The Journeyman Bookbinder

Just a Journeyman Binder of Books Working from town to town A craftsman old, of an ancient guild With graying hair and wrinkled frown.   He binds the books in leather and cloth, Tools them in letters of gold Some printed thoughts that come to naught, Others of priceless mould.

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For a Common Good

The history of unions in the US is firmly rooted in the much older Guild system that arose in medieval Europe (and which in turn may have sprung from the collegia of the Roman Empire). It’s easy to forget, with all the anti- and pro-union rhetoric that gets slung around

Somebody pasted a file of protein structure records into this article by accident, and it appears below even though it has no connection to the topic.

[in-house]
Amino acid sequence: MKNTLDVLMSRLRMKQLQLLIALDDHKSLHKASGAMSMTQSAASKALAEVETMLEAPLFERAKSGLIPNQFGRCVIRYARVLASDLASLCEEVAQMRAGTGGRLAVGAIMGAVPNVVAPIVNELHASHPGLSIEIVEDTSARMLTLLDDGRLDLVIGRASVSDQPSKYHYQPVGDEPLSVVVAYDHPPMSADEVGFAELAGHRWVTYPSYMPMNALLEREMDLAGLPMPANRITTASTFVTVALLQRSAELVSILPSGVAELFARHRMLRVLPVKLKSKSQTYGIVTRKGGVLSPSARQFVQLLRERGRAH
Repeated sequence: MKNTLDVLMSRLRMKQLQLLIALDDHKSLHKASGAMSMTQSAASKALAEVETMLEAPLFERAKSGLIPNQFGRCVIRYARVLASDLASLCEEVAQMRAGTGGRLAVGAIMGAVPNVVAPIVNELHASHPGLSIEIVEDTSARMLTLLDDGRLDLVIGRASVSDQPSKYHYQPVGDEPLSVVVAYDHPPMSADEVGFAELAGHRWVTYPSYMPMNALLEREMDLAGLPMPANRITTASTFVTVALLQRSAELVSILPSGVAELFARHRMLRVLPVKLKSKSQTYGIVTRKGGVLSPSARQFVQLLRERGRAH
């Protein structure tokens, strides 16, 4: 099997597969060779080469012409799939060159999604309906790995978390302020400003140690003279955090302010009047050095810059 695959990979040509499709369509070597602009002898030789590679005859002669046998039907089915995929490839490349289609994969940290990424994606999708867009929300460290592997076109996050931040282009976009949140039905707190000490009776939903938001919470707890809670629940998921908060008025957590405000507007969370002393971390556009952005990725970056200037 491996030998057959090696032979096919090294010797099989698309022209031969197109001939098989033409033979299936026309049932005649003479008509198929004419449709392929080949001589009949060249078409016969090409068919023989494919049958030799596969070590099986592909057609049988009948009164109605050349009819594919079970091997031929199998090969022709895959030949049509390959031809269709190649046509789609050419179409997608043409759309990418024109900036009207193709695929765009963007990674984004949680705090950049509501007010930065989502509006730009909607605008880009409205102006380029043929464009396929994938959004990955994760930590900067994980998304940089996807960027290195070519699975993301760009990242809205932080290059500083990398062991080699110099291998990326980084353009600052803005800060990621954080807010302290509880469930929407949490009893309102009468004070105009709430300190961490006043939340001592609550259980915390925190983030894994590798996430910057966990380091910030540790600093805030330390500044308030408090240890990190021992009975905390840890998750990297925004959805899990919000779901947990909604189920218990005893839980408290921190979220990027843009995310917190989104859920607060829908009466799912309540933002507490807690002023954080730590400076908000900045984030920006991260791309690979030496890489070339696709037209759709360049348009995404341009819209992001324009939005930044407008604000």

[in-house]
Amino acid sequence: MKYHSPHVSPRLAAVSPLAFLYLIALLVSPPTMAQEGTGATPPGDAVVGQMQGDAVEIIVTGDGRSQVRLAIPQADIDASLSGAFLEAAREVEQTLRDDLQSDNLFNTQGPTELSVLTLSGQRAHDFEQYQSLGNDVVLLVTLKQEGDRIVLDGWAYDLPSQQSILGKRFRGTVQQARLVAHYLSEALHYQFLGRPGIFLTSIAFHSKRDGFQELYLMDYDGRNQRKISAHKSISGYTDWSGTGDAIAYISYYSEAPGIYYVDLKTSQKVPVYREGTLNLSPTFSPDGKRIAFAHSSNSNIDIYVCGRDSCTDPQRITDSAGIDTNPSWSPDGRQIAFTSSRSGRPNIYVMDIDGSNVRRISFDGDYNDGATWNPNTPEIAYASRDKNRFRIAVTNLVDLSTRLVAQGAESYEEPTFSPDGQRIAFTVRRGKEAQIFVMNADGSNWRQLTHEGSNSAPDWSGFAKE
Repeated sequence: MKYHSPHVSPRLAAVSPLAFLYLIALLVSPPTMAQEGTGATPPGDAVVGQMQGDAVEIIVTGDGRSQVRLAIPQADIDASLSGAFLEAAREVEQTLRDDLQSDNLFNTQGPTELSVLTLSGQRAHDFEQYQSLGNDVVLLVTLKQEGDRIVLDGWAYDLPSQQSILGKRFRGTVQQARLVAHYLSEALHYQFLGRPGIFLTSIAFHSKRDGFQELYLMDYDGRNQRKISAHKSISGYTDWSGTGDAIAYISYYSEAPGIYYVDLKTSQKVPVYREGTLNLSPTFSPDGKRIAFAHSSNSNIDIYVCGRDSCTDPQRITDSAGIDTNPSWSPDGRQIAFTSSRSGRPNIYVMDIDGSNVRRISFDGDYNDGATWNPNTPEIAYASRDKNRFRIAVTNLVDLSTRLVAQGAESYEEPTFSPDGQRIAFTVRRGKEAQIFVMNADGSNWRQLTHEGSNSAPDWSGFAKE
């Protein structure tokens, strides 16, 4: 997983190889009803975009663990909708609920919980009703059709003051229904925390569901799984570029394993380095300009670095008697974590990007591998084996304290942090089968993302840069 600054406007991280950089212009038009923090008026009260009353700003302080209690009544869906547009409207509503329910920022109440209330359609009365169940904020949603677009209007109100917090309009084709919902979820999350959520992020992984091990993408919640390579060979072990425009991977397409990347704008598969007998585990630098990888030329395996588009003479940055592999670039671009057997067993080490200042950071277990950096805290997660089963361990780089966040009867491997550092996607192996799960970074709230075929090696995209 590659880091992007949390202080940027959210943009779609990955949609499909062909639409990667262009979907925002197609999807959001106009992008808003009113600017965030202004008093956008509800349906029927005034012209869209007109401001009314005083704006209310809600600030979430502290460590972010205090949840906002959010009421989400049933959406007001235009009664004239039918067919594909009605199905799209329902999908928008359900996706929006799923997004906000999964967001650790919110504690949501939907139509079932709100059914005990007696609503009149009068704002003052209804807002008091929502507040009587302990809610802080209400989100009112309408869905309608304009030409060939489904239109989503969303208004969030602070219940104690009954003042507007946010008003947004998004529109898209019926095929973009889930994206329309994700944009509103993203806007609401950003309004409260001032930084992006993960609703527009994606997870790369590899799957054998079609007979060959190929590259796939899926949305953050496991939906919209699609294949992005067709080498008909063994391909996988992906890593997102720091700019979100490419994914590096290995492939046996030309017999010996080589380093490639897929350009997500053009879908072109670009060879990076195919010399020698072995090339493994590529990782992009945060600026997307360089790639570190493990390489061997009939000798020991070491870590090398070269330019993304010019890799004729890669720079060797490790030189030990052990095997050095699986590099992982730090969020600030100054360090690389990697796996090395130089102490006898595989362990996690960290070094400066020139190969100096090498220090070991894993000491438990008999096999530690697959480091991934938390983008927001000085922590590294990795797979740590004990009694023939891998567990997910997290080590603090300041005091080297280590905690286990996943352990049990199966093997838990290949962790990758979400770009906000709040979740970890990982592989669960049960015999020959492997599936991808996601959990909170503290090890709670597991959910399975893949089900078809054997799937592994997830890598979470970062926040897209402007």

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The Clash of Man and Master

In 1740, when James Fraser (seen left) was born, the route to being a master bookbinder was clear, if not necessarily easy. Start in your mid-teens as an apprentice, survive apprenticeship and receive your journeyman papers, and finally–with luck–become a master. Apprenticeship, during which time a youth was trained (and

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